Companies are trying to figure out how to get the best people on the job. So how do you get new people contributing to the company, and how do you maximize your new hires?
Employment Solutions New Hire Checklist:
Training is Critical
Too many companies don’t spend enough time and effort on this obvious strategy. After all, think about it: who’s going to be more useful to a business — someone who has to spend weeks scrambling to figure out basic operations, or someone who has been given the complete rundown on how the business works, and can tackle some of the finer points of their job from day one?
Take the time to really show people how to do their jobs, and they’ll be ahead of the game when it comes to contributing their own talent and creativity to your enterprise. Go beyond the basics of fire safety videos and building orientation, and deliver the business philosophy of the company and more to new hires, so that they can take that ball and run with it.
Fit the People to the Job
Most companies also have basic, rudimentary qualifications for a particular job role, but again, going beyond that can really benefit business.
Look beyond what software packages individuals need, and what kind of technical proficiency the job requires. Look at the day to day of what that person needs to be doing, and pick a person who’s really good at those kinds of activities. For instance, someone who’s in product development may need expertise with certain software sets related to product specs, but they’ll also need to have certain creativity skills that are hard to measure in interview. However, it’s possible to come up with creative ways to spur this kind of creativity, for example, asking for a portfolio, or asking new hires to do active design early on in their work.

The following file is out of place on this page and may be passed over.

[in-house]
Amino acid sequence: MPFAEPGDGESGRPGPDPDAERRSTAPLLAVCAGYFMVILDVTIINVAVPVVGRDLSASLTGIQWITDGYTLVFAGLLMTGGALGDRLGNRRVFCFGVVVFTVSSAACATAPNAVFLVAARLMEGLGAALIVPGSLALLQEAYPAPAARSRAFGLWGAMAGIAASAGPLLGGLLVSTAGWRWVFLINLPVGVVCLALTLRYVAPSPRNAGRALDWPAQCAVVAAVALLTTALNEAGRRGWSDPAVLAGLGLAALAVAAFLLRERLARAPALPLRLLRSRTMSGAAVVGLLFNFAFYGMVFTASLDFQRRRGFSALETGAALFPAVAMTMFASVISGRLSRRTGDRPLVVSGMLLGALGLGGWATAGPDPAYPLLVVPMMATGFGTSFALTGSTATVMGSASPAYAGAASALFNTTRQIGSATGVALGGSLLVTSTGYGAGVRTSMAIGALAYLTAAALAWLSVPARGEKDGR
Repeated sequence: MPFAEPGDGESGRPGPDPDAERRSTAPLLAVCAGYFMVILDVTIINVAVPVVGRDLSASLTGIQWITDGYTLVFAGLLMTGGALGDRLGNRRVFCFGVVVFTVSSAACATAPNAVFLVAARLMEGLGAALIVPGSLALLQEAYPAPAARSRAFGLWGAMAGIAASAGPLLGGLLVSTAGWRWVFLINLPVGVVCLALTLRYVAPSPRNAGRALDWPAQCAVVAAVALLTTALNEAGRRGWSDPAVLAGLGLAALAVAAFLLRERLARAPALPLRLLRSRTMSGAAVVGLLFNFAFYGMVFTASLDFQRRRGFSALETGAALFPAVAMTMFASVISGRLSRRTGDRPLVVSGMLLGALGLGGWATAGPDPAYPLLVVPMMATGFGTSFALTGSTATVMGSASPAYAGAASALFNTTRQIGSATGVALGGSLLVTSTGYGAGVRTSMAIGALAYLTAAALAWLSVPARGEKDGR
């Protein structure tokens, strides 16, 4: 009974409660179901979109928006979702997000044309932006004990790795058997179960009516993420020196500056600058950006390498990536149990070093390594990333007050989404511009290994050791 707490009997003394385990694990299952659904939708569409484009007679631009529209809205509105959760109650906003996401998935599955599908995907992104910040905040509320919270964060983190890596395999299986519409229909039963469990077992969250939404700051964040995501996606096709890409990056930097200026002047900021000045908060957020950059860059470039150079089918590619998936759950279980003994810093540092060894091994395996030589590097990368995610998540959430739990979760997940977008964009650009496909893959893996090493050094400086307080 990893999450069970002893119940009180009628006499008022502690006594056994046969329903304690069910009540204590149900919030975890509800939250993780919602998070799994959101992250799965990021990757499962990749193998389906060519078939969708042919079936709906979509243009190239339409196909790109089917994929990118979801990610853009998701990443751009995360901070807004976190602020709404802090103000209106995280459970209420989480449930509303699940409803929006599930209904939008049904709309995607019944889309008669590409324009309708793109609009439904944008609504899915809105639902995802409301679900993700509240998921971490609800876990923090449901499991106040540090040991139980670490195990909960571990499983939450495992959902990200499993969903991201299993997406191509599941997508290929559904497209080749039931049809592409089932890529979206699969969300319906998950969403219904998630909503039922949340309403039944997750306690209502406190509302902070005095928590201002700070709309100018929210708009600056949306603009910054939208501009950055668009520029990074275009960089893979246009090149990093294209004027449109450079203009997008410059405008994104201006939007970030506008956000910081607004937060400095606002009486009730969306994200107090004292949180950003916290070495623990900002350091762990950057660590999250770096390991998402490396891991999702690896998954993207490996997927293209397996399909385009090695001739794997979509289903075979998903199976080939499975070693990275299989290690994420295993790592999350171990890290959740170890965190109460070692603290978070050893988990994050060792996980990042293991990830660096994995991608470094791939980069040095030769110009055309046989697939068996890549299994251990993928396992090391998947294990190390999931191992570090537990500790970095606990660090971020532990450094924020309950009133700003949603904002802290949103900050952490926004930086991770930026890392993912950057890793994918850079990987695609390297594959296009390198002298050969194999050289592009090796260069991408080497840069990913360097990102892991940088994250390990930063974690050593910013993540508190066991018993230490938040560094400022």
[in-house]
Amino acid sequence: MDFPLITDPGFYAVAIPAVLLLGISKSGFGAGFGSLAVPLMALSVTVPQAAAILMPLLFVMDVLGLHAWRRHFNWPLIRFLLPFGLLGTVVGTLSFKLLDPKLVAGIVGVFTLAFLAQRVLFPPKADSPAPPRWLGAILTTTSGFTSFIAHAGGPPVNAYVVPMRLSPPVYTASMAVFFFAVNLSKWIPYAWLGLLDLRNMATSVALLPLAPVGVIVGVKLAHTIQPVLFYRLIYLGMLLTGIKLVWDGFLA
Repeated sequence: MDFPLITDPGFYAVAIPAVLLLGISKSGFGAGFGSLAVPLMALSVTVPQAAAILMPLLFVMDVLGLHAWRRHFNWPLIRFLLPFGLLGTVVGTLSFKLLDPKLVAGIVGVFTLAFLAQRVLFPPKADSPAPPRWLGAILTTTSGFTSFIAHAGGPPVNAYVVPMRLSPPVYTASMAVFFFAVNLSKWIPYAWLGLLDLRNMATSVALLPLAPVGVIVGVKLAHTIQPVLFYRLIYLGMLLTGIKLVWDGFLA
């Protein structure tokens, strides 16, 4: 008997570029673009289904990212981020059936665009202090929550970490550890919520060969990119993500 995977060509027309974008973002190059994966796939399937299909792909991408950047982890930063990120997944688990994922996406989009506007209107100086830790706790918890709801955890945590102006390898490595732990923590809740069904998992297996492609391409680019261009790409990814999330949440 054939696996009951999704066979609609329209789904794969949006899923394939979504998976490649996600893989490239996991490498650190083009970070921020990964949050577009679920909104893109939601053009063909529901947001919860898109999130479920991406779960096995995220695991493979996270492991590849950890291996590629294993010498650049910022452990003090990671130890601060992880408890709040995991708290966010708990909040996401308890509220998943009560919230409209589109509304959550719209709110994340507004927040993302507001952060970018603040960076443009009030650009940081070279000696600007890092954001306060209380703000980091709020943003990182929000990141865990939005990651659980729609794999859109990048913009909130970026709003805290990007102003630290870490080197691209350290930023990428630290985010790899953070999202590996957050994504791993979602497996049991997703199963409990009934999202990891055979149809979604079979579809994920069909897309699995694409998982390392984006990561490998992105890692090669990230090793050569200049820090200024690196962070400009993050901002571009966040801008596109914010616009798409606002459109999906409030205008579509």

Give Them Tools
Don’t wait ten years to give a new hires some tools for professional development and continuing education.
Lots of companies have annual or periodic investments that they make in professional development. But frontloading this kind of resource can make your new hires more valuable and effective in the first year that they are on the job, so think about making the continuing ed. Schedule more flexible.
Instead of micromanaging new people, stand back and evaluate how they work. Let them build their own skill sets into the way that your company is run — and you can see a lot more innovation at work under your roof.
For more about employee turnover, check out this blog post: Minimize Turnover Rate Among Employees
Have a question? We’re happy to help.